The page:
The large circle is Christ who is the head. All the other smaller circles are individuals in his body. Note that they are all equal. They reside inside the large circle and are therefore being led by Christ Jesus himself. We are a body directed by one head. Many people know the teaching of the New Testaments and know this to be true, but live another reality more closely related to the worldly leadership model Jesus talked about in Matthew chapter twenty; “rulers of the Gentiles lord it over them, and their high officials exercise authority over them”. As members of his body, we have roles that are different but they are all on the same level and are under one authority who is Christ. The scripture clearly teaches us that this is the way we are to be, but it will take time for you to comprehend it. Entities have been erected by men and women throughout the history of the Church and this model will not disappear overnight. But you can live as a member of the body within the circle of Jesus Christ. Near the end of this series, I will go into detail about how this all works in the real world. I have shown you these two diagrams now so that you have an idea about where we are heading with this long lesson in leadership.

Jesus is the head of his Church and we are his body. As members of his body, it is our part to do our work which is to speak the truth in love, grow up into him and build his kingdom (Ephesians. 4:16). My brothers and sisters, I am writing this series to tell you in love, that it is quite possible that you do not understand or operate under his true spiritual leadership but are under the worldly model of leadership. It is also possible that your understanding of leadership has been distorted by the world’s model. It is possible that because of your worldly understanding of leadership, your situations are fraught with problems. But there is hope. Jesus is on His throne and we can change if we will obey his teaching.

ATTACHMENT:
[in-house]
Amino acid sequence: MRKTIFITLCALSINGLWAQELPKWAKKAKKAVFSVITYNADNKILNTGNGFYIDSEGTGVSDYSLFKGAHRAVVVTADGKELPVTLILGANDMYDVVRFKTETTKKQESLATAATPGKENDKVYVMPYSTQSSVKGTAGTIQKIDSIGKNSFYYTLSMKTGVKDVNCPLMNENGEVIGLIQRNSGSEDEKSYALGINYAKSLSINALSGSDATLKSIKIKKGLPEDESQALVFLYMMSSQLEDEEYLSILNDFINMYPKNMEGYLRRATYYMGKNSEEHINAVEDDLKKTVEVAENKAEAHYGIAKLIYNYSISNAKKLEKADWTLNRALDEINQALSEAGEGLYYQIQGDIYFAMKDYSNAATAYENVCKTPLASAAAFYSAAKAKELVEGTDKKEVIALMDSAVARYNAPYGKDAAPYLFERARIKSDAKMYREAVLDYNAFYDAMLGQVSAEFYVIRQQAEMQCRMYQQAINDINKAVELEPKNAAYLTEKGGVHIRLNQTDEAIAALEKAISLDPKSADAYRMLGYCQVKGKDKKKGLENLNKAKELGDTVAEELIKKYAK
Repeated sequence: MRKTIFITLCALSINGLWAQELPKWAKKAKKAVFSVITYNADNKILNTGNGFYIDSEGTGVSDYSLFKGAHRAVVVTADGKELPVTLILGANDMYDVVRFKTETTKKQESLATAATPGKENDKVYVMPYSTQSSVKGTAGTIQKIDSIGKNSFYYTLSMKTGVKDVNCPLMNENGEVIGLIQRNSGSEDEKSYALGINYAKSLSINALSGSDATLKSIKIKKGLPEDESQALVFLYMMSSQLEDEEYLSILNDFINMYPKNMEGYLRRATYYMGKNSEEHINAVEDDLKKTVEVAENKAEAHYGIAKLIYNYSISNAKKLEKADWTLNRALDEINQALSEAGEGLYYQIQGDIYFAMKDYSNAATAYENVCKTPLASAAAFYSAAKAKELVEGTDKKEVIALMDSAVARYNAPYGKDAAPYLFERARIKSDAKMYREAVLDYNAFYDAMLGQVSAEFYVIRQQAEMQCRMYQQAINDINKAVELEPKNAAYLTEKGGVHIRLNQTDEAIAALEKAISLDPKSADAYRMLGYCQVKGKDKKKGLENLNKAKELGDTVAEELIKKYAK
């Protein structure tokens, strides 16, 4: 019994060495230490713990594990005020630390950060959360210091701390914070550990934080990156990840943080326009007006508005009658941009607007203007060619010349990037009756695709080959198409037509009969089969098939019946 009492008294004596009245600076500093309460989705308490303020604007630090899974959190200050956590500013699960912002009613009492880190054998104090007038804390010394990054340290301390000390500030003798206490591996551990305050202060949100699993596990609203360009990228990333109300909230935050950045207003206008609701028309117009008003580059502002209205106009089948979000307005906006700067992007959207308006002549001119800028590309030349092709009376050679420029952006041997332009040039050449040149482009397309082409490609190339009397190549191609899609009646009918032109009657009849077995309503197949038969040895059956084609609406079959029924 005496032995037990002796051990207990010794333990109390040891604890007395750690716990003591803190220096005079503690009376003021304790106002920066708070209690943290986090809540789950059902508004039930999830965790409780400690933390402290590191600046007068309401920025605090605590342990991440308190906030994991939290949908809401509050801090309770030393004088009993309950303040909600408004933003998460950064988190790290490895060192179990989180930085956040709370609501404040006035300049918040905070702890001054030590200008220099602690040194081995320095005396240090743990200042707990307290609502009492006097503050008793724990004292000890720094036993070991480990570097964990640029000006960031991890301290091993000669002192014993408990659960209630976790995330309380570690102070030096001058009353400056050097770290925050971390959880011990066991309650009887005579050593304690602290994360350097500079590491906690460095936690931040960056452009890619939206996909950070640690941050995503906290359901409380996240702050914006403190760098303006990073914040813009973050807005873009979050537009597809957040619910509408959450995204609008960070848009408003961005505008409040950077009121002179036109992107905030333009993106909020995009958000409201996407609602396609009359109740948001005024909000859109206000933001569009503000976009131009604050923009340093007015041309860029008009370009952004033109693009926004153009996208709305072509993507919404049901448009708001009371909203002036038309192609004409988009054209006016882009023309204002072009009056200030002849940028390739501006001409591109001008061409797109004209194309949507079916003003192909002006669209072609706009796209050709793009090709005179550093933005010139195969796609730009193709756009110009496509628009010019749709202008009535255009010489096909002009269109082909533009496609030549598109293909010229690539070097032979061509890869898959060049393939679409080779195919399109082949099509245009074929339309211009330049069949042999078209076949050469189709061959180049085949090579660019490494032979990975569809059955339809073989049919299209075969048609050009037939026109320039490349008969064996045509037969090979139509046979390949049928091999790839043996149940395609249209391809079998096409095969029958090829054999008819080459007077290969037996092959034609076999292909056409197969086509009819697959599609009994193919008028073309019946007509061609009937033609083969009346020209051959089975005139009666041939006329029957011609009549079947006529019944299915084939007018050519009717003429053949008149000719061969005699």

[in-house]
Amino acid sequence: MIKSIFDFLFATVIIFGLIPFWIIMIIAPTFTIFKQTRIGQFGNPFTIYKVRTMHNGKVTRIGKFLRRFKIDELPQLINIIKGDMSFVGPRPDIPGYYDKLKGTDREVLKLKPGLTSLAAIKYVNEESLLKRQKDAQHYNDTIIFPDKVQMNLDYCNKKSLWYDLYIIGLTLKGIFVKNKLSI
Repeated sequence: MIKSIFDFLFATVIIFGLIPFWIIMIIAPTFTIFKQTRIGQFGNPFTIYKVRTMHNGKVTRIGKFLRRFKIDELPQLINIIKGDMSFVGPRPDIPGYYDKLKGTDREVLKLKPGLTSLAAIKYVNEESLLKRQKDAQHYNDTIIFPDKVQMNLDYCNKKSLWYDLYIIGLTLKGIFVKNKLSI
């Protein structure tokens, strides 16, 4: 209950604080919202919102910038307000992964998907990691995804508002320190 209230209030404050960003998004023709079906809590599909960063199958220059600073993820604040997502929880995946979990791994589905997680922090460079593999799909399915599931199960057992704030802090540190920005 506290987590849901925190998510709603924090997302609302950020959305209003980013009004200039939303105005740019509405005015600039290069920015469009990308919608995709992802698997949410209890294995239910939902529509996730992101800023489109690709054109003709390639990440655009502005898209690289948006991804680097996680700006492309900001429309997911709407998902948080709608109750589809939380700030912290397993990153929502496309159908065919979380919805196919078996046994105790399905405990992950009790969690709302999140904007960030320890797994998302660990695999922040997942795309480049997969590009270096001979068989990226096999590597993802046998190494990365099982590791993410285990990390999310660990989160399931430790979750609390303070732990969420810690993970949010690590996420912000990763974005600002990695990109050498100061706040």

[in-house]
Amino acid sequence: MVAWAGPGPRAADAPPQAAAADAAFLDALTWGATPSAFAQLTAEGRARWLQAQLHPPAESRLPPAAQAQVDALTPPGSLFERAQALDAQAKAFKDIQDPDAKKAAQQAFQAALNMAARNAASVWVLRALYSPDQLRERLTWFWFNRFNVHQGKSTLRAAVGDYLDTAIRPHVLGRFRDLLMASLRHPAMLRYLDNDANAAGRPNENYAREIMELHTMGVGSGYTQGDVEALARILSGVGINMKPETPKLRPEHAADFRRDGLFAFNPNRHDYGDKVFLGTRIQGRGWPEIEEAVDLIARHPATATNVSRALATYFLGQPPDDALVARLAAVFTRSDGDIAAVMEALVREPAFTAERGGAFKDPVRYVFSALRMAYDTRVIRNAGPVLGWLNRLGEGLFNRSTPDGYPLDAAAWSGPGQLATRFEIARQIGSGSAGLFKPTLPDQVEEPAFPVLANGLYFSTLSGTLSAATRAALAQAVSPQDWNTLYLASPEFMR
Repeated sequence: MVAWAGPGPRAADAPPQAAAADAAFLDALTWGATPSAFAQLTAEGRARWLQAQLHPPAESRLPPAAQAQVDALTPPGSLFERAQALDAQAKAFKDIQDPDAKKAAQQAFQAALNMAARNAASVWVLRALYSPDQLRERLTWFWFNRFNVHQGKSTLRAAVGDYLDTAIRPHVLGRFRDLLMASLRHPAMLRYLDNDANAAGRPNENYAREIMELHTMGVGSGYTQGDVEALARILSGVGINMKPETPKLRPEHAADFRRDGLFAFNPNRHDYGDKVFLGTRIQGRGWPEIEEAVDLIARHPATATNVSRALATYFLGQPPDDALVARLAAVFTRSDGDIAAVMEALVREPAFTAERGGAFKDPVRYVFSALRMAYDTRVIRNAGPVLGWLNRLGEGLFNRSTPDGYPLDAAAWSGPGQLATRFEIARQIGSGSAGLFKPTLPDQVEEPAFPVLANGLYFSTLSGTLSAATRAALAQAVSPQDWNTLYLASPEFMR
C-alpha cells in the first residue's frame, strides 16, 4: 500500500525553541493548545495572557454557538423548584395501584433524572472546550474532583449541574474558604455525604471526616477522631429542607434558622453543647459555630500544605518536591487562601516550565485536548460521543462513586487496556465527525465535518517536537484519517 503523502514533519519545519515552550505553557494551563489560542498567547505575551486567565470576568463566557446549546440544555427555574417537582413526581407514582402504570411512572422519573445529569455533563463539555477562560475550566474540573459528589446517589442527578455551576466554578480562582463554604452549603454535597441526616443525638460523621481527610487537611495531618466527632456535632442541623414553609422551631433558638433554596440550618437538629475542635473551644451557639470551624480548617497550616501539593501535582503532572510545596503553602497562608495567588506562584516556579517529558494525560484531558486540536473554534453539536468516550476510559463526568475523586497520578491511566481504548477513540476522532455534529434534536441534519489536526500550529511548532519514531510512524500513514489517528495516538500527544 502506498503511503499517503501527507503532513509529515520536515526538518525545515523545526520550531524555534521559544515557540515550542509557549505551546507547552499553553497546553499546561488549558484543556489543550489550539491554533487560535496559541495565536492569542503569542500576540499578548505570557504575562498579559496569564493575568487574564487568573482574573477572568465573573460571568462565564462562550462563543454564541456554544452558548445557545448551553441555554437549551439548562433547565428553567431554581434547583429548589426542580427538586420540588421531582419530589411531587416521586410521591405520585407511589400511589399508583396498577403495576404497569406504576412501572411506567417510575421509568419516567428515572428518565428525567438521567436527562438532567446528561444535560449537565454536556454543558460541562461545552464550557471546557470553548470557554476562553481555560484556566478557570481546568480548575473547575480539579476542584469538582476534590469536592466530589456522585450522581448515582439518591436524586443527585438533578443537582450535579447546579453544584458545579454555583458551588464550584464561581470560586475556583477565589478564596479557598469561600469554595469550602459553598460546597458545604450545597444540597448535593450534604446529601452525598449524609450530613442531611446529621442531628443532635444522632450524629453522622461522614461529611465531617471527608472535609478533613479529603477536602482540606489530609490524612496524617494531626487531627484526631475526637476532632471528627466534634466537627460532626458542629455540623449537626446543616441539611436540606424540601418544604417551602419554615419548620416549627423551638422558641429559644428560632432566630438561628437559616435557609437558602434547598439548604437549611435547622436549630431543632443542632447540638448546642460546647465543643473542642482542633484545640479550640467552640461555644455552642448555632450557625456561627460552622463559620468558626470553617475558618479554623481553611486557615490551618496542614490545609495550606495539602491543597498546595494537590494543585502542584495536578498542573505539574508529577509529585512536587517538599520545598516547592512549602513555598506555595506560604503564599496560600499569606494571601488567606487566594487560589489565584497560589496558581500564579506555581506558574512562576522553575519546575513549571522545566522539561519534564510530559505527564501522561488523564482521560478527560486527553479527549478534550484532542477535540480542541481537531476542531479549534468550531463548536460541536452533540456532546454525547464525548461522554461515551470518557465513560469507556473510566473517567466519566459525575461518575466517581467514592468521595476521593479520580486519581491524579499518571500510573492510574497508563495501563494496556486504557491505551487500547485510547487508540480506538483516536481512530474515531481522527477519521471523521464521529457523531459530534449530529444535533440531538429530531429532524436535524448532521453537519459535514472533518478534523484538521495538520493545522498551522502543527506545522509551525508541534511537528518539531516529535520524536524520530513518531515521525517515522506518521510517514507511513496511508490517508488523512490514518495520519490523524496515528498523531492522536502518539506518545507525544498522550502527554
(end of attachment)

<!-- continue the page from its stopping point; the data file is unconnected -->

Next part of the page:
We all agree that many things in the Christian movement are distorted by the world’s influence. Leadership is just one more thing on a long list. Most people would also agree that our current model of leadership is not functioning and that we need a change. Human leadership is not functioning because Christ is not leading; humans are. Today’s Church leadership isn’t functioning well because it is human. Humans should not be leading the body of Christ in the world, Christ should. If you think that men and women should be leaders in the body, you do not understand leadership. You are thinking inside the box. If you think that men and women have the authority to guide others, you do not understand leadership. If you feel that human leaders are special and are a little more important than other individuals, you do not understand spiritual leadership. If you believe that all members of his body are equal under one head who is still actively leading us, you understand true spiritual leadership.